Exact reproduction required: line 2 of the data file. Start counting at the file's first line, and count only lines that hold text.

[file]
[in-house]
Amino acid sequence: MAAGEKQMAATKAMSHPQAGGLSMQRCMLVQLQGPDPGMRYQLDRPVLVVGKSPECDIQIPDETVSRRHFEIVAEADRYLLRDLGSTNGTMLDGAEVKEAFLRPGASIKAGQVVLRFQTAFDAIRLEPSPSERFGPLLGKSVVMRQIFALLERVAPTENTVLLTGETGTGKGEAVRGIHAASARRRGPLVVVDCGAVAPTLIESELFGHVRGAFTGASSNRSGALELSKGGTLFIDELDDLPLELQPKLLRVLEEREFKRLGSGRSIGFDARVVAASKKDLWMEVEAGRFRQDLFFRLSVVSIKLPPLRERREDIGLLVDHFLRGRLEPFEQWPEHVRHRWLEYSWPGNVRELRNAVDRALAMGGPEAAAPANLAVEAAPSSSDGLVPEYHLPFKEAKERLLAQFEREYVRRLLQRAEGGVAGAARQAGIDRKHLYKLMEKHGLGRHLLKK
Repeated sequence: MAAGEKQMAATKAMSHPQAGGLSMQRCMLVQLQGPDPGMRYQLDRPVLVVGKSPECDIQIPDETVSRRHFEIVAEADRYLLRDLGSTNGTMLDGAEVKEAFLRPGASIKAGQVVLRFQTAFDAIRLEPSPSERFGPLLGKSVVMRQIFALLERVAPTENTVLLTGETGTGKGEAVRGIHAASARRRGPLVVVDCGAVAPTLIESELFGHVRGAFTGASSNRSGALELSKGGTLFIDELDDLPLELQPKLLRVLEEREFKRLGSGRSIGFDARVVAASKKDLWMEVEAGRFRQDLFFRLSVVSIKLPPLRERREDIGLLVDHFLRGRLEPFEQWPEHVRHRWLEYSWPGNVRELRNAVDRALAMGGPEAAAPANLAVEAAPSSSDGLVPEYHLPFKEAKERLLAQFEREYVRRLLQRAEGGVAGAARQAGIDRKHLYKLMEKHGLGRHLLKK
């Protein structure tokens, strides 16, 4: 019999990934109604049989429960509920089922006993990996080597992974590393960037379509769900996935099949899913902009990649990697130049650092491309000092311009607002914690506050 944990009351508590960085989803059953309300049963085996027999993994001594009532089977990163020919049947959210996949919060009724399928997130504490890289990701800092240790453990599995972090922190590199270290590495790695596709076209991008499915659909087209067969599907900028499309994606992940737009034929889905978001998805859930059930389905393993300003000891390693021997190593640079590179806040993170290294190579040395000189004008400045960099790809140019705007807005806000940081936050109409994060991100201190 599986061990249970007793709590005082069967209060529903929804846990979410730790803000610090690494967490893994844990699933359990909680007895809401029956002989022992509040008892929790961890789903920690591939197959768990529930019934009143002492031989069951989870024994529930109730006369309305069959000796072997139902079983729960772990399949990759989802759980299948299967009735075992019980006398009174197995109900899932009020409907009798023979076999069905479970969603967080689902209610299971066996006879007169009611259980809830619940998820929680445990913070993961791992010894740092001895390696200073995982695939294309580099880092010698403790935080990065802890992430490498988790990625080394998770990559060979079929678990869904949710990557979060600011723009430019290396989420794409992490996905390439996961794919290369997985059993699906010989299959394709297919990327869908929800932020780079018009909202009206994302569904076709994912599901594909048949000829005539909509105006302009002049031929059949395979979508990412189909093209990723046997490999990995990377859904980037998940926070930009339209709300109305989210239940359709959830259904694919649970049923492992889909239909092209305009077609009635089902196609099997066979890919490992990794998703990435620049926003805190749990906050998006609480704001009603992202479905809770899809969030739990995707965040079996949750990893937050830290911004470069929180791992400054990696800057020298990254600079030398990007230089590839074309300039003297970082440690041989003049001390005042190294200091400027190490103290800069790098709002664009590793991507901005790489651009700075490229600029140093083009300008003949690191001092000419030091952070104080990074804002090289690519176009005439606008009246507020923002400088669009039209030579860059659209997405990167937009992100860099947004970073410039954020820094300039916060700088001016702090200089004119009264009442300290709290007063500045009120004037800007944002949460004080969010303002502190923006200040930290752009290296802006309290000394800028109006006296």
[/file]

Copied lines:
Amino acid sequence: MAAGEKQMAATKAMSHPQAGGLSMQRCMLVQLQGPDPGMRYQLDRPVLVVGKSPECDIQIPDETVSRRHFEIVAEADRYLLRDLGSTNGTMLDGAEVKEAFLRPGASIKAGQVVLRFQTAFDAIRLEPSPSERFGPLLGKSVVMRQIFALLERVAPTENTVLLTGETGTGKGEAVRGIHAASARRRGPLVVVDCGAVAPTLIESELFGHVRGAFTGASSNRSGALELSKGGTLFIDELDDLPLELQPKLLRVLEEREFKRLGSGRSIGFDARVVAASKKDLWMEVEAGRFRQDLFFRLSVVSIKLPPLRERREDIGLLVDHFLRGRLEPFEQWPEHVRHRWLEYSWPGNVRELRNAVDRALAMGGPEAAAPANLAVEAAPSSSDGLVPEYHLPFKEAKERLLAQFEREYVRRLLQRAEGGVAGAARQAGIDRKHLYKLMEKHGLGRHLLKK